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Head Concussions and Football

While the numbers are staggering, they don't tell the whole story. NFL players have been the focus of widespread media attention over the past decade, and concussions have become a big topic of discussion. However, despite the widespread media coverage, efforts to limit brain damage have been lagged. It's time for the NFL and other football organizations to take a more proactive approach. A better understanding of how the game affects the brain will be key to protecting players and keeping the sport safe.

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The NFL has implemented new rules in response to recent research. The new "Heads Up" training program is a significant step forward. The goal of this initiative is to reduce the number of concussions in the NFL. In addition, the NFL is trying to ban the head-on blocking and tackling technique, which may

 Result in lower numbers of concussions. Another important step is the introduction of head-on vertical tackle styles.

The National Football League considers players who play through injuries to be "real men." However, the long-term effects of repeated blows to the head can be devastating to a player's life. In 2012, U.S. Congress held a hearing on the effects of head trauma on young athletes and their families. The repeated blows to the head can lead to a number of symptoms later in life, including depression, low motivation, and problems with learning and memory.

In 2002, the American Academy of Neurology published a study laying out the three different grades of concussions. While Grade 1 concussion involves a transient confusion, Grade 2 entails a complete loss of consciousness, and Grade 3 involves a blow to the head. Furthermore, the authors of the study outlined guidelines for returning to play after a concussion.

While it's difficult to determine the specific causes of concussions, the research has found that traumatic brain injury is more prevalent during practice and preseason training. The NFL Players Association's own study also showed that head-impact exposure during the first few weeks of the season was the cause of more than half of the cases of concussions. They also noted that children and young people who participate in youth football may have an increased risk of developing the disease.

Many football players are not willing to admit they have had a concussion. They don't want to be taken out of the game. They don't want to disappoint their teammates or deal with the hassle of concussion protocols. Others continue playing for the old-fashioned stigma associated with football, which is that it's weak to stop playing if you're injured. While it's understandable that the NFL would prefer protect its players, the risks of long-term neurologic injuries are too high.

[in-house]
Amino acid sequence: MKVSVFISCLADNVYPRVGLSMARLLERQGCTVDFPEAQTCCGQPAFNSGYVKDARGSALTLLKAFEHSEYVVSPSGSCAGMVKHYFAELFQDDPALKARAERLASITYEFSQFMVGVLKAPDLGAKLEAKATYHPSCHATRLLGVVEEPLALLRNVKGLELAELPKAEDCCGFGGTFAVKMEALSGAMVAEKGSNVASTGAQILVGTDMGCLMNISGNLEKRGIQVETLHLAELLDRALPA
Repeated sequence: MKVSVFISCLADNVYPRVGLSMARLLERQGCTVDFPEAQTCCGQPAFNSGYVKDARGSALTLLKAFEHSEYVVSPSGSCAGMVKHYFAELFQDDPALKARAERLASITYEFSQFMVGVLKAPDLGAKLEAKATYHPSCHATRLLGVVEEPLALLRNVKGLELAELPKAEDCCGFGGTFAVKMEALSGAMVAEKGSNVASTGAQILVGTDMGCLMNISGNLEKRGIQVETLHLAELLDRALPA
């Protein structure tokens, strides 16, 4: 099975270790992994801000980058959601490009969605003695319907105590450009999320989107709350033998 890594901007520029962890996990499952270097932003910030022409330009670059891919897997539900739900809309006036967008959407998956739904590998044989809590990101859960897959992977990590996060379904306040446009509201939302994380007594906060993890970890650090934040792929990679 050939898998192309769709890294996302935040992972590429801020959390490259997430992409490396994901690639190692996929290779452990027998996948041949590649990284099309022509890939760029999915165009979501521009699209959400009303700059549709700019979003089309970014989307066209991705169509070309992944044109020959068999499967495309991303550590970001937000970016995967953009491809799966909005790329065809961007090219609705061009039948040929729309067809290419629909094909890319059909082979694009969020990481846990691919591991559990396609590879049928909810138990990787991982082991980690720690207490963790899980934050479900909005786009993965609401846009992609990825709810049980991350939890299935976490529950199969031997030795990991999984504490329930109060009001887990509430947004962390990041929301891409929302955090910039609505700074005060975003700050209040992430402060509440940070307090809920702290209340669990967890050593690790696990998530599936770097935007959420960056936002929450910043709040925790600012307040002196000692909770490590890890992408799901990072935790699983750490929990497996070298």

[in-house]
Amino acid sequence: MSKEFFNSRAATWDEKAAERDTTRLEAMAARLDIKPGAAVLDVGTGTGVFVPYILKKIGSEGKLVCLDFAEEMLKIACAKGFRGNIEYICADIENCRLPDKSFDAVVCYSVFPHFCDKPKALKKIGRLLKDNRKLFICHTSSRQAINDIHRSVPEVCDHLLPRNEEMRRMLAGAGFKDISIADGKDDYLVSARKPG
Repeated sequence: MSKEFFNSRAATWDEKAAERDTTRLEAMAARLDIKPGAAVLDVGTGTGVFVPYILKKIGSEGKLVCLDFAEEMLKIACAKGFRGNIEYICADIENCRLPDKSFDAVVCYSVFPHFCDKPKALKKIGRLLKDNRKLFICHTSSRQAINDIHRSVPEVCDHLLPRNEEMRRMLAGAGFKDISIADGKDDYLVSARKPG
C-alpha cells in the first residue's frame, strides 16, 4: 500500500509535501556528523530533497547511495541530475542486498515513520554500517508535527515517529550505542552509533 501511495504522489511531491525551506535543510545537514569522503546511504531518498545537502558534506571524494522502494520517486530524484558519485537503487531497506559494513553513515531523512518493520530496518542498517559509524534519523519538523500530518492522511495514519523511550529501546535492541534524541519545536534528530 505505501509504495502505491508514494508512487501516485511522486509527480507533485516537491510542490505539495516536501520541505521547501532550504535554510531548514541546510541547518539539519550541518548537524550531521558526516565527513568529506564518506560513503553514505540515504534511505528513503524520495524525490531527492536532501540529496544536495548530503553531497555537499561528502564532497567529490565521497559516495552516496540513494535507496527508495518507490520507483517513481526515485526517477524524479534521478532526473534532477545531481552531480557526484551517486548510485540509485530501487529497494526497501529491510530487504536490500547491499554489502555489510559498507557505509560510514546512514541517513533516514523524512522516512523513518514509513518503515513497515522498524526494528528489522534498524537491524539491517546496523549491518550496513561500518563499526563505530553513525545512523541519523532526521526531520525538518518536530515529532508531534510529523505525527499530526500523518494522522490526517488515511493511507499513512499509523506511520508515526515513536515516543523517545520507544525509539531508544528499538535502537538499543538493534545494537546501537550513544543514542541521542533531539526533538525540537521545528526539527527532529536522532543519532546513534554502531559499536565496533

The number of concussions isn't the only factor to consider. In addition to the frequency of concussions, the total amount of brain trauma is more important than the number of individual concussions. The vast majority of players who suffer from chronic traumatic encephalopathy are linemen. These players often get hit in the head while trying to block. They are also the most likely to be involved in dangerous situations.

Some players aren't willing to get medical attention. They don't want to miss the game. They don't want to disappoint their teammates or go through the hassle of the concussion protocol. The NFL must take head injuries in football seriously. The controversy doesn't just involve the NFL. In some countries, the International Rugby Board is also facing controversy over football and head injuries. The NFL has to take this issue seriously.

There are a number of other reasons why football players shouldn't play. One reason is that they don't want to miss a game. They don't want to disappoint their teammates. This is a very valid concern, but a player should still consider the safety of themselves and others. They should always be evaluated by a professional medical team. Besides, the NFL should not allow players to play until they have been properly cleared by a doctor.

   
    
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